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  • Print publication year: 2000
  • Online publication date: March 2008

5 - Proposition and judgement

from II - Logic, language, and abstract objects
Seventeenth-century logicians commonly adhered to the usual distinction between two operations of the mind: on the one hand, simple conceptions, through which things are apprehended that, as categorematic terms, are capable of becoming the subject and the predicate of a categorical proposition; on the other, acts of predication, by which the contents of simple apprehensions are combined into a prepositional complex that is a suitable potential object of assent or dissent. The diverse kinds of both categorical and compound proposition may either be merely entertained, in the sense of being present to the mind without any commitment to their truth or falsity, or become the object of an act or attitude of assent or dissent. An author who was most keenly aware of the need to uphold this distinction was John of St. Thomas, who maintained that there are two forms of truth and falsity, one of the judgeable content as such, and another of the actually judged proposition.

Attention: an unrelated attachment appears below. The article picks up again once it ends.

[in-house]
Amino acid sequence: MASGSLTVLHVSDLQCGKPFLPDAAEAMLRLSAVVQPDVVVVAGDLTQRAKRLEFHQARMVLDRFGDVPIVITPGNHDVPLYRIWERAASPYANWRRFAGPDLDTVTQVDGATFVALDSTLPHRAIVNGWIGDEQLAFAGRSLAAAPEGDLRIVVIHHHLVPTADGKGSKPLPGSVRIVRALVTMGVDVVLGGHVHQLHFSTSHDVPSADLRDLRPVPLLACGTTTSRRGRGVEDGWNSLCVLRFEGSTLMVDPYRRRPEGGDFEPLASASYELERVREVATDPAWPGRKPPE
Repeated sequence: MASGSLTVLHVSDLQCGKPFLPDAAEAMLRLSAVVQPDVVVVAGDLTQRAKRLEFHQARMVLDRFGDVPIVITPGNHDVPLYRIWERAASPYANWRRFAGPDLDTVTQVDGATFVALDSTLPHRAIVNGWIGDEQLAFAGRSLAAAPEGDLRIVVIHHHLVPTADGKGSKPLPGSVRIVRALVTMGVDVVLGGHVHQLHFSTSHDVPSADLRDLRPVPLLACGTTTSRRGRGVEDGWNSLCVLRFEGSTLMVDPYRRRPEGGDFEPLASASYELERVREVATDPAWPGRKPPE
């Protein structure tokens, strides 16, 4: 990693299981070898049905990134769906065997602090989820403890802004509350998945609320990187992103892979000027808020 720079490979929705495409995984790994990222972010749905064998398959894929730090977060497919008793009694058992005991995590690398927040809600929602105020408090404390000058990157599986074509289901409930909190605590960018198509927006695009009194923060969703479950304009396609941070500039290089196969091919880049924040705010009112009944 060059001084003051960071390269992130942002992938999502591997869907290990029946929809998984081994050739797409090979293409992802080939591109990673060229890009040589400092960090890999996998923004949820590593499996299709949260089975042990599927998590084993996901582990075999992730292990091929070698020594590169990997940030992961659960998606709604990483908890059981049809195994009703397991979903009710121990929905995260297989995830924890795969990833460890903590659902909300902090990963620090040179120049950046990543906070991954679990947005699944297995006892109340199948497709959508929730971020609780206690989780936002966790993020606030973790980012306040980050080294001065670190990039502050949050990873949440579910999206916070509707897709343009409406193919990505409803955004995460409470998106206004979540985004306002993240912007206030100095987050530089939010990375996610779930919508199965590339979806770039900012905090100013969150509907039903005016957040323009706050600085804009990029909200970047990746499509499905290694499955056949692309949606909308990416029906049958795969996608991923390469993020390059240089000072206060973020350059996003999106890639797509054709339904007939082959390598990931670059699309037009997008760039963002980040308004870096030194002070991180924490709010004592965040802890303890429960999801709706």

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The Cambridge History of Seventeenth-Century Philosophy
  • Online ISBN: 9781139055451
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Du Trieu, Philippe, in his Manuductio ad logicam of 1614 (Du Trieu, 1826, II, 1, 2, 2), and Geulincx, (Geulincx 1891–3, vol. I)
Malebranche, Recherche de la vérité of 1674
Risse, De augementis scientiarum 1964–70, vol. I.